By Brian Villalba
Governor Jerry Brown signed a bill on Thursday to launch a state program that will develop textbooks for 50 undergraduate courses.
The textbooks will be digital. A faculty panel of nine members will manage everything from the resources involved to the content.
It took decisive action on the state level for any relief to come for college students in California.
The college districts and schools have proven impotent by opposing changes that would provide financial relief to already burdened students.
Both the California State Auditor and the Government Accountability Office have found that textbook manufacturers are increasing prices of textbooks, and that college bookstores are keeping their profit margins by passing cost increases onto students.
State auditors pointed out that textbook costs are increasing at a much greater rate than tuition and many times the rate of inflation.
When the bookstore keeps its profit margin with the higher prices, they become more profitable. This is good because it increases the revenue coming into the college, and bad because it is yet another financial burden dumped on the students.
The auditor also found that the profit margins are being kept for new textbooks and also for used ones. One college bookstore in particular, which was not named, contributed $100,000 to the overall budget of the college.
This school could not be East Los Angeles College because the school in question had an auxiliary food services department that operated at a $600,000 loss. ELAC does not even have a cafeteria.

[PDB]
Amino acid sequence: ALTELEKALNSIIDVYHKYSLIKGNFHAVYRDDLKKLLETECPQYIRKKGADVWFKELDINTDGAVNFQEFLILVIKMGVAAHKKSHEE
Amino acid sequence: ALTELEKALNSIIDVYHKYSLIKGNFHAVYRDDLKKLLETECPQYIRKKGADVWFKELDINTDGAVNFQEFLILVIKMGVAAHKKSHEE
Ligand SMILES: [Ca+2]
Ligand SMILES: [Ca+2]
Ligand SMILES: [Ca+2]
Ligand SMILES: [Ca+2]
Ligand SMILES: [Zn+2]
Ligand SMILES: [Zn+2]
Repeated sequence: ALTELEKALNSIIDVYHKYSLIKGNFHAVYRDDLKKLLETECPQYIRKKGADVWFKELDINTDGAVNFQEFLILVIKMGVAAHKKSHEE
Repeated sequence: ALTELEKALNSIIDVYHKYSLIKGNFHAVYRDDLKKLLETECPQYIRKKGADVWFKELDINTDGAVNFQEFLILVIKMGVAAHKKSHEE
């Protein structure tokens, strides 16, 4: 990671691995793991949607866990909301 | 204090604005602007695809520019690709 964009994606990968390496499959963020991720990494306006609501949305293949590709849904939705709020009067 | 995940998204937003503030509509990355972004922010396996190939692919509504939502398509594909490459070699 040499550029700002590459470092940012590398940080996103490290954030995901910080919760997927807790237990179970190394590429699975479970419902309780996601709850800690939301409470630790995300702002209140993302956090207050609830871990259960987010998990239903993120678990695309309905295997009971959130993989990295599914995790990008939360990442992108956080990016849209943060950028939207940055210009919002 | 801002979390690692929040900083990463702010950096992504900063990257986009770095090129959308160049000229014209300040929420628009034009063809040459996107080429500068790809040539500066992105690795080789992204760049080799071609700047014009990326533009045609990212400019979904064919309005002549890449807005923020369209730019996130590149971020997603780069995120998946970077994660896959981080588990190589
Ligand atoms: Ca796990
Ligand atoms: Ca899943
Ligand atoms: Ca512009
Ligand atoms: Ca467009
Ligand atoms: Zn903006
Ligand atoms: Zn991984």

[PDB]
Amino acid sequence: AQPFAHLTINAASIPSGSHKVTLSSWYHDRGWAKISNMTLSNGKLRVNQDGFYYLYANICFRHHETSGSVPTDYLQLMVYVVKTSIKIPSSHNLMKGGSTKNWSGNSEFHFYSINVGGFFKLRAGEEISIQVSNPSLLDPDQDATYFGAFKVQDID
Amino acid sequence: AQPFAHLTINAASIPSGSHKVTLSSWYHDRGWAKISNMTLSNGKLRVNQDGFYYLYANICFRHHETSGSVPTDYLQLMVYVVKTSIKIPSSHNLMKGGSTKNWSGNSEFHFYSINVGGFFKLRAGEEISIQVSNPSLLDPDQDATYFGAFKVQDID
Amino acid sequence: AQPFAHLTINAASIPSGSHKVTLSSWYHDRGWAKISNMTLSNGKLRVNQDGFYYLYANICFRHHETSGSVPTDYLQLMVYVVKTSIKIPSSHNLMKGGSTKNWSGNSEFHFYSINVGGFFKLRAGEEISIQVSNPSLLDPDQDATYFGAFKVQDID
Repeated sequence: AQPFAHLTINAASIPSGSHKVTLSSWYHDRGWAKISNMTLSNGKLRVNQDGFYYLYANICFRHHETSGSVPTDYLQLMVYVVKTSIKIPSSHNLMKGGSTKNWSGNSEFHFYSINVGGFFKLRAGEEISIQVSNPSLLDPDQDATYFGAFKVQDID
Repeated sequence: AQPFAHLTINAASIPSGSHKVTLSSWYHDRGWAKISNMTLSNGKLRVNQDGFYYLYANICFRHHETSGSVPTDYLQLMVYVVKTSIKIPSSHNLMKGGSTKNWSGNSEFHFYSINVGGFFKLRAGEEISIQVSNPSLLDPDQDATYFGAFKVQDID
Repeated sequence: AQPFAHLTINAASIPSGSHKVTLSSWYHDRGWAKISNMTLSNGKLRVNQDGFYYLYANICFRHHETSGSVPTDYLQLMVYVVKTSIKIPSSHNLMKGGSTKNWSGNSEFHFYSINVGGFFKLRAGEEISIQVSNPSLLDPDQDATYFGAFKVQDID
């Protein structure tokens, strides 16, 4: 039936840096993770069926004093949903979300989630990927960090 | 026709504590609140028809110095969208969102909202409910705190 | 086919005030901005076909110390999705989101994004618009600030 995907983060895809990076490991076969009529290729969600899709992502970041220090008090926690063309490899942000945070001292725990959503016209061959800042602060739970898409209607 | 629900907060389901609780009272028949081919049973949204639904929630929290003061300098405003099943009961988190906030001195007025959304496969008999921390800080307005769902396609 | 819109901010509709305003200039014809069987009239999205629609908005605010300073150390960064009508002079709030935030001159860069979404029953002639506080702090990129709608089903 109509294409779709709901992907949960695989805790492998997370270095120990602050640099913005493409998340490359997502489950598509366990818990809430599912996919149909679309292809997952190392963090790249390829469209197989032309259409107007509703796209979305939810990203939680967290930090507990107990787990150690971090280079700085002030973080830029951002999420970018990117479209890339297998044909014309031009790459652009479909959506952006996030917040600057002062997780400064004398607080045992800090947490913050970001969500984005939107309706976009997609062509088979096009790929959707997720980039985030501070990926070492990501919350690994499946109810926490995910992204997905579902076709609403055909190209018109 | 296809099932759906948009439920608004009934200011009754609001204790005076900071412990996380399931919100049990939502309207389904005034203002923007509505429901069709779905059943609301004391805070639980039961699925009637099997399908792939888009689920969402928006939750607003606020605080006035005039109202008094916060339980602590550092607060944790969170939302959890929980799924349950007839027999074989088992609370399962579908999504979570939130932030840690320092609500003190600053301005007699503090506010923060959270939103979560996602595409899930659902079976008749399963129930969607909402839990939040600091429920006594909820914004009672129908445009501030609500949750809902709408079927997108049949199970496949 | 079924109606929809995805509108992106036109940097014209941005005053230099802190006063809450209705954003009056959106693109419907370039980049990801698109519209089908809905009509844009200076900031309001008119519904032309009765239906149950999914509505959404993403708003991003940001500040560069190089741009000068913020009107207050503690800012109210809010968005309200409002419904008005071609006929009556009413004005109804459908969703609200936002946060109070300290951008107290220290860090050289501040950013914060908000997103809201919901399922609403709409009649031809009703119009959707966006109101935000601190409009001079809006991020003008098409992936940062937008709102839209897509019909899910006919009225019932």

The median household income of the immediate service area of ELAC is $35,965. The increase in textbook prices has a greater impact on budgets that are tight to begin with.
The bookstore is meant to be an easy access, convenient source of textbooks. The new law will theoretically provide significant improvement in access to materials required for students.
The problem is that it could take a few years to fully implement the new book system. In the meantime, students are stuck with unnecessarily high prices for books that could be cheaper if the district and ELAC would stop using the bookstore as a profit center.
ELAC and the Los Angeles Community College District need to continue to provide higher education to an underserved community. If the bookstore didn’t profit from students then students would actually use the it.
Students will be served well and will have the resources they need. If ELAC and the LACCD can’t figure out how to make the bookstore efficient, then they should get rid of it and put that money toward assuring consistent progress in the construction of our student center and cafeteria.
One of the recommendations the state auditor made was to take advantage of the wide variety of digital resources that can provide low to no cost resources for students.
The California State University system in 2009 went so far as to plan to implement some of the suggestions. They cited that the greatest obstacle is faculty resistance to changes to a digital format from their preference of print textbooks.
Now that California law will provide relief to students with textbooks at little to no cost, it will be up to the faculty to embrace this new policy. The faculty council will determine the classes for which the digital textbooks will be produced and oversee their development.
If the faculties are to be the producers of the content to replace our current, overpriced textbooks, then they should use the new textbooks whenever possible.
Until the new digital textbooks arrive, we are at the mercy of the rapidly increasing book prices and we are protected by an impotent district.